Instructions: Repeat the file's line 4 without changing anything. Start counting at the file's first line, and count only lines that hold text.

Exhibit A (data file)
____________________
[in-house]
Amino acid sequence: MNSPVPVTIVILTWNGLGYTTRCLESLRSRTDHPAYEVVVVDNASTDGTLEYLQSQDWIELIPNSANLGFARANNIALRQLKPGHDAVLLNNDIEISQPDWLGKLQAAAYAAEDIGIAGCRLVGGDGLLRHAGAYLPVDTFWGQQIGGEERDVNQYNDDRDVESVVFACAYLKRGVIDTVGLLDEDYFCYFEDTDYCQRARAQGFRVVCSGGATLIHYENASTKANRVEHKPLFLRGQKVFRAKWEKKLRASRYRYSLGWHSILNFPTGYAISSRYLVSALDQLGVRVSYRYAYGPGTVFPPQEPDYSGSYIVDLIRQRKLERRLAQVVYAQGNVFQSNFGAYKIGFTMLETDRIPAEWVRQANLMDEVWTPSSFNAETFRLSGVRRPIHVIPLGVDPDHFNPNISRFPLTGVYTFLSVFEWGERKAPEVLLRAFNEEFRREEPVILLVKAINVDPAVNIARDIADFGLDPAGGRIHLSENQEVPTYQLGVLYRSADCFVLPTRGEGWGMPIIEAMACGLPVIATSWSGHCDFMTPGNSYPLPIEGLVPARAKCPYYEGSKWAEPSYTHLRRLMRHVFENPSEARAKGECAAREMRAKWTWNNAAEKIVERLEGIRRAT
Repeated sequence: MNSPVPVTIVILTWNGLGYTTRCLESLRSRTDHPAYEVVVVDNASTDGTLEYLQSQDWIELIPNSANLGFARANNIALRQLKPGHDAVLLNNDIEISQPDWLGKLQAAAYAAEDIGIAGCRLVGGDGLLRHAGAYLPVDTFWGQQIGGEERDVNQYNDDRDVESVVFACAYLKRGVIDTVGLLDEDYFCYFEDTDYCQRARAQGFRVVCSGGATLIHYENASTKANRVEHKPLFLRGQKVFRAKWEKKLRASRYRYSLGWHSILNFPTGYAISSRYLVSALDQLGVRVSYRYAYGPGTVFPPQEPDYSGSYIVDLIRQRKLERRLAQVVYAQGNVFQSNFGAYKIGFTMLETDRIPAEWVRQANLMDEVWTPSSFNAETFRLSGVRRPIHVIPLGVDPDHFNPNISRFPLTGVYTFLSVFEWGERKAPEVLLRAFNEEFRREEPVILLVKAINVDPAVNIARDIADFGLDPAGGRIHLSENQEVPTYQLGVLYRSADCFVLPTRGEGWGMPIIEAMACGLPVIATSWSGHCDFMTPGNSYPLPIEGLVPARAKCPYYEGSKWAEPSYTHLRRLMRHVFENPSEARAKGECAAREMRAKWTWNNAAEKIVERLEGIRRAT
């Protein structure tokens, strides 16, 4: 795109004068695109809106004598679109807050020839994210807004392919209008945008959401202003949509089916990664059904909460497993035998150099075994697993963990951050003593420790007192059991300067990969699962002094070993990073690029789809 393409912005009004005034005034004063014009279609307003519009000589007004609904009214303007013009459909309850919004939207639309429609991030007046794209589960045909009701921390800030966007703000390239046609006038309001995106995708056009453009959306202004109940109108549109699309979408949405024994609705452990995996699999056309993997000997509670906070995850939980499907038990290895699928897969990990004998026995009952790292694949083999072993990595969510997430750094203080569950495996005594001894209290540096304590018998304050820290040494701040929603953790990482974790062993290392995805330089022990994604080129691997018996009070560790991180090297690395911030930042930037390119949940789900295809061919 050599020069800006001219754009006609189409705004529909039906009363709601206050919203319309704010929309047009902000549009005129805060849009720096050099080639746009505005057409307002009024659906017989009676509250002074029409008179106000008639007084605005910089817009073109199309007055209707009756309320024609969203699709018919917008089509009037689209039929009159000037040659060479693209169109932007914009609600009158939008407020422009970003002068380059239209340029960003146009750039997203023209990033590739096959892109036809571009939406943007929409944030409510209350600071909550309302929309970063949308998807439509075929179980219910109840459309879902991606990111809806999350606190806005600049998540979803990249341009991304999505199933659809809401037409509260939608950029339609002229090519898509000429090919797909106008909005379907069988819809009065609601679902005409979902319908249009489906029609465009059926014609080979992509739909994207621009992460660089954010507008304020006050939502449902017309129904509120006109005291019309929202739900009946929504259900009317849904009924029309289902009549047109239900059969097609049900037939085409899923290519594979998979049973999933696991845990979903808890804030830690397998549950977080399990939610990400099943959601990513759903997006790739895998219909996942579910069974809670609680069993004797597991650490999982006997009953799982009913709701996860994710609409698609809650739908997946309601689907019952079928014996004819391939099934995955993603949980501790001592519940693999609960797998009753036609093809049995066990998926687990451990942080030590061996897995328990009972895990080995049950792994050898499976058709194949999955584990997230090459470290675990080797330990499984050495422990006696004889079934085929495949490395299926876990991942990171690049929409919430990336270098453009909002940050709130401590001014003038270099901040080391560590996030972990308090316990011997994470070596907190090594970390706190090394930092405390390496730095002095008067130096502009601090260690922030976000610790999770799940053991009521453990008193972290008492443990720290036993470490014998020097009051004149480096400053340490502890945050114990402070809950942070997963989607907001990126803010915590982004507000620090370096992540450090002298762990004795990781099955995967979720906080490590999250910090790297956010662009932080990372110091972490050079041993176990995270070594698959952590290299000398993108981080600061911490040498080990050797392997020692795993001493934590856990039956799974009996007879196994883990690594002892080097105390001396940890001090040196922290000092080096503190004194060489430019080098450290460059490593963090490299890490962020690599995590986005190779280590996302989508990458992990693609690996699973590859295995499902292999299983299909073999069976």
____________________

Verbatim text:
């Protein structure tokens, strides 16, 4: 795109004068695109809106004598679109807050020839994210807004392919209008945008959401202003949509089916990664059904909460497993035998150099075994697993963990951050003593420790007192059991300067990969699962002094070993990073690029789809 393409912005009004005034005034004063014009279609307003519009000589007004609904009214303007013009459909309850919004939207639309429609991030007046794209589960045909009701921390800030966007703000390239046609006038309001995106995708056009453009959306202004109940109108549109699309979408949405024994609705452990995996699999056309993997000997509670906070995850939980499907038990290895699928897969990990004998026995009952790292694949083999072993990595969510997430750094203080569950495996005594001894209290540096304590018998304050820290040494701040929603953790990482974790062993290392995805330089022990994604080129691997018996009070560790991180090297690395911030930042930037390119949940789900295809061919 050599020069800006001219754009006609189409705004529909039906009363709601206050919203319309704010929309047009902000549009005129805060849009720096050099080639746009505005057409307002009024659906017989009676509250002074029409008179106000008639007084605005910089817009073109199309007055209707009756309320024609969203699709018919917008089509009037689209039929009159000037040659060479693209169109932007914009609600009158939008407020422009970003002068380059239209340029960003146009750039997203023209990033590739096959892109036809571009939406943007929409944030409510209350600071909550309302929309970063949308998807439509075929179980219910109840459309879902991606990111809806999350606190806005600049998540979803990249341009991304999505199933659809809401037409509260939608950029339609002229090519898509000429090919797909106008909005379907069988819809009065609601679902005409979902319908249009489906029609465009059926014609080979992509739909994207621009992460660089954010507008304020006050939502449902017309129904509120006109005291019309929202739900009946929504259900009317849904009924029309289902009549047109239900059969097609049900037939085409899923290519594979998979049973999933696991845990979903808890804030830690397998549950977080399990939610990400099943959601990513759903997006790739895998219909996942579910069974809670609680069993004797597991650490999982006997009953799982009913709701996860994710609409698609809650739908997946309601689907019952079928014996004819391939099934995955993603949980501790001592519940693999609960797998009753036609093809049995066990998926687990451990942080030590061996897995328990009972895990080995049950792994050898499976058709194949999955584990997230090459470290675990080797330990499984050495422990006696004889079934085929495949490395299926876990991942990171690049929409919430990336270098453009909002940050709130401590001014003038270099901040080391560590996030972990308090316990011997994470070596907190090594970390706190090394930092405390390496730095002095008067130096502009601090260690922030976000610790999770799940053991009521453990008193972290008492443990720290036993470490014998020097009051004149480096400053340490502890945050114990402070809950942070997963989607907001990126803010915590982004507000620090370096992540450090002298762990004795990781099955995967979720906080490590999250910090790297956010662009932080990372110091972490050079041993176990995270070594698959952590290299000398993108981080600061911490040498080990050797392997020692795993001493934590856990039956799974009996007879196994883990690594002892080097105390001396940890001090040196922290000092080096503190004194060489430019080098450290460059490593963090490299890490962020690599995590986005190779280590996302989508990458992990693609690996699973590859295995499902292999299983299909073999069976």